Fed’s Key Inflation Gauge Rises 0.4% in January, In Line with Expectations

The Fed’s favourite inflation gauge in January rose in line with expectations, according to the numbers released on Thursday by the Commerce Department’s Bureau of Economic Analysis.

In January, the personal consumption expenditures price index, which excludes food and energy, rose 0.4% from last December and 2.8% from a year ago. The increase in prices was in line with expectations according to the Dow Jones consensus, but higher from 0.1% monthly gain in December 2023 and 2.9% from December 2022.

Meanwhile, headline PCE, which includes the volatile food and energy prices, increased 0.3% for the month and 2.4% from last year, also in line with estimates as well, but the annualized growth was higher from 2.6% in December.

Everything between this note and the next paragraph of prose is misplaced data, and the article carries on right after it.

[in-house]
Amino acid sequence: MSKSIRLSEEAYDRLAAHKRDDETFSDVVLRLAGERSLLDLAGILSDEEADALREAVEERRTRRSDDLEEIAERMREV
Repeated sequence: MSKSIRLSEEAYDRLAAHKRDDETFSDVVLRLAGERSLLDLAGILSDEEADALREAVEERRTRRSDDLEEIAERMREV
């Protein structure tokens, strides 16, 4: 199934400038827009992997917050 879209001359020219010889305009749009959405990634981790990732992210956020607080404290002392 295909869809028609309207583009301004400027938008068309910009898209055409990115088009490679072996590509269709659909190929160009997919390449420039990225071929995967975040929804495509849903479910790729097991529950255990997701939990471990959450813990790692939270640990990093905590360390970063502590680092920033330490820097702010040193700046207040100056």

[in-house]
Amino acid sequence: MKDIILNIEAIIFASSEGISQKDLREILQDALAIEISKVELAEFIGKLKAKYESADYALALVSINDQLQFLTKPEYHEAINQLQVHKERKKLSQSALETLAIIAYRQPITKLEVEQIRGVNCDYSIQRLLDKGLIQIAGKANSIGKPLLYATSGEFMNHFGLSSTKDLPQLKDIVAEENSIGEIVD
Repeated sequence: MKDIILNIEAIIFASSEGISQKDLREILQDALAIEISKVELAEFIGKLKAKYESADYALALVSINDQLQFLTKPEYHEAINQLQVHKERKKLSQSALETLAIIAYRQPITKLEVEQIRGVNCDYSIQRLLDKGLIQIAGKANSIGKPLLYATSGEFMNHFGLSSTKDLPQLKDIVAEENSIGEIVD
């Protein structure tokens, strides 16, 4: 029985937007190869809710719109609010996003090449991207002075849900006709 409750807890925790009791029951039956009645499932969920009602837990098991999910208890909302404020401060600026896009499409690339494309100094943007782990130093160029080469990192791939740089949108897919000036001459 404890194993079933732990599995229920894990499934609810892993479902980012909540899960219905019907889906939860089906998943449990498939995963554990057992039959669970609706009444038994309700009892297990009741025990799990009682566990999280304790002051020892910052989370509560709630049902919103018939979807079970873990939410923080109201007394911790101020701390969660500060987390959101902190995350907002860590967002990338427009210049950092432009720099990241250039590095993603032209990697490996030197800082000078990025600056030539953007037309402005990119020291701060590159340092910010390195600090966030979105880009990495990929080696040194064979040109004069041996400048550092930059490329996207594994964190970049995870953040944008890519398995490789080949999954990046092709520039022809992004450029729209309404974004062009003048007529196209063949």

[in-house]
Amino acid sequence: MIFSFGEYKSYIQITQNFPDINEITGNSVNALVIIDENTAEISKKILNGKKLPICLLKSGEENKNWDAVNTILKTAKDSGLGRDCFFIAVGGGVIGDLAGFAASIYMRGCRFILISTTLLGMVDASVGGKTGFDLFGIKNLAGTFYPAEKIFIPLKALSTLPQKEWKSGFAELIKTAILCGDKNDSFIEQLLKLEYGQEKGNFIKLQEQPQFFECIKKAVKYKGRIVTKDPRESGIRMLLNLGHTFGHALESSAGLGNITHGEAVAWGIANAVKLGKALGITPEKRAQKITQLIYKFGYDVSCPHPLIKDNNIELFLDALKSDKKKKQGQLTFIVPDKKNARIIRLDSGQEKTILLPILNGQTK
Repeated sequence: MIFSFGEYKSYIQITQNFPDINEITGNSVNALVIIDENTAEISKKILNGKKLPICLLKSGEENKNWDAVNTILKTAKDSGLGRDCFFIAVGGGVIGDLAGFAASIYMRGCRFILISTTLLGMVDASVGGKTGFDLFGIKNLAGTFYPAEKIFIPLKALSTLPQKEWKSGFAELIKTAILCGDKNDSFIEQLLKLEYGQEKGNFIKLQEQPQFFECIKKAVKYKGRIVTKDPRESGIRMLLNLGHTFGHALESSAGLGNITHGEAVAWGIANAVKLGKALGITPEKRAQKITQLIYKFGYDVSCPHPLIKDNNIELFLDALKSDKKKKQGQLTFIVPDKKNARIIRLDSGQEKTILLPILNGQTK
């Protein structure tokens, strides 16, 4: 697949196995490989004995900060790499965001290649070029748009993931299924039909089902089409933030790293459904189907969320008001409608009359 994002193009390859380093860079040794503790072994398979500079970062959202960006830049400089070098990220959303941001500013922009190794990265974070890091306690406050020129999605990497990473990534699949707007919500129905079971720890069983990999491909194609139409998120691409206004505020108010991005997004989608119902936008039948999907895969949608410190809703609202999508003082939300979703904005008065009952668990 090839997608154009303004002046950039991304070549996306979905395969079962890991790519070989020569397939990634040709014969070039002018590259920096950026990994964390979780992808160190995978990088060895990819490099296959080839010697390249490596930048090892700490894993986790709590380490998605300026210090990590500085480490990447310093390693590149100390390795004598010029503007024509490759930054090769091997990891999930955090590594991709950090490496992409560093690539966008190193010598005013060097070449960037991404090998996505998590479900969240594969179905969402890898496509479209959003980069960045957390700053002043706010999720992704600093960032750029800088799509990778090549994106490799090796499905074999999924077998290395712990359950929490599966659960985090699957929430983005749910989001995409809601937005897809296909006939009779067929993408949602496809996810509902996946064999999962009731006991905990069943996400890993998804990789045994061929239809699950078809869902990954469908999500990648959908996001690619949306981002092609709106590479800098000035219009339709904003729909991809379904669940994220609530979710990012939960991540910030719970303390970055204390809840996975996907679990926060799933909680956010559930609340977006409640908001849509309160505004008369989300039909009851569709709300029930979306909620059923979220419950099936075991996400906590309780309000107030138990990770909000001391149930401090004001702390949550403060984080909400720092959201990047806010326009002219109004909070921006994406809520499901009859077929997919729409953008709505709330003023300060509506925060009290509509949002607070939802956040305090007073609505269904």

The rise was expected amid an increase in personal income, which rose 1%, well above the forecast for 0.3%.

The PCE figures in January is still above the Fed’s 2% inflation target, even though the core prices on an annual basis was the lowest level since February 2021.

Odds for the Fed’s first rate cut remained in June even since before the data came. It was pushed back further from March as the U.S. showed stronger economic growth amid persistent inflation above the target.